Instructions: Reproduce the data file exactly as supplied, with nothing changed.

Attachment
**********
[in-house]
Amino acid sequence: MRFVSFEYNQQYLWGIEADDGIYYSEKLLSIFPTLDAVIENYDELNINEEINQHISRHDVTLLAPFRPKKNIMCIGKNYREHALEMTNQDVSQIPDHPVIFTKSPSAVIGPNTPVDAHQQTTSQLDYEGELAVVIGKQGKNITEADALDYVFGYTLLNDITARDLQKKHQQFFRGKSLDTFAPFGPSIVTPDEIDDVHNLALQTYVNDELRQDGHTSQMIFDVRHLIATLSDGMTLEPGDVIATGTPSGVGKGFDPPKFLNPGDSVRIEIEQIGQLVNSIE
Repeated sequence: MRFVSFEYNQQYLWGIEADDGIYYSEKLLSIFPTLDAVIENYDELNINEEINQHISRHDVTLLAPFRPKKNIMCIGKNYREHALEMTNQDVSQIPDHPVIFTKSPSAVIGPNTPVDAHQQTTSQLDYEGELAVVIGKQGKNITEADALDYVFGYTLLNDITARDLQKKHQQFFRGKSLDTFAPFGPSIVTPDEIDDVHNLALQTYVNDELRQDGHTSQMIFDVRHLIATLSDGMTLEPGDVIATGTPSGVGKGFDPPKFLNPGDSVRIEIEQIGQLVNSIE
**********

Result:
[in-house]
Amino acid sequence: MRFVSFEYNQQYLWGIEADDGIYYSEKLLSIFPTLDAVIENYDELNINEEINQHISRHDVTLLAPFRPKKNIMCIGKNYREHALEMTNQDVSQIPDHPVIFTKSPSAVIGPNTPVDAHQQTTSQLDYEGELAVVIGKQGKNITEADALDYVFGYTLLNDITARDLQKKHQQFFRGKSLDTFAPFGPSIVTPDEIDDVHNLALQTYVNDELRQDGHTSQMIFDVRHLIATLSDGMTLEPGDVIATGTPSGVGKGFDPPKFLNPGDSVRIEIEQIGQLVNSIE
Repeated sequence: MRFVSFEYNQQYLWGIEADDGIYYSEKLLSIFPTLDAVIENYDELNINEEINQHISRHDVTLLAPFRPKKNIMCIGKNYREHALEMTNQDVSQIPDHPVIFTKSPSAVIGPNTPVDAHQQTTSQLDYEGELAVVIGKQGKNITEADALDYVFGYTLLNDITARDLQKKHQQFFRGKSLDTFAPFGPSIVTPDEIDDVHNLALQTYVNDELRQDGHTSQMIFDVRHLIATLSDGMTLEPGDVIATGTPSGVGKGFDPPKFLNPGDSVRIEIEQIGQLVNSIE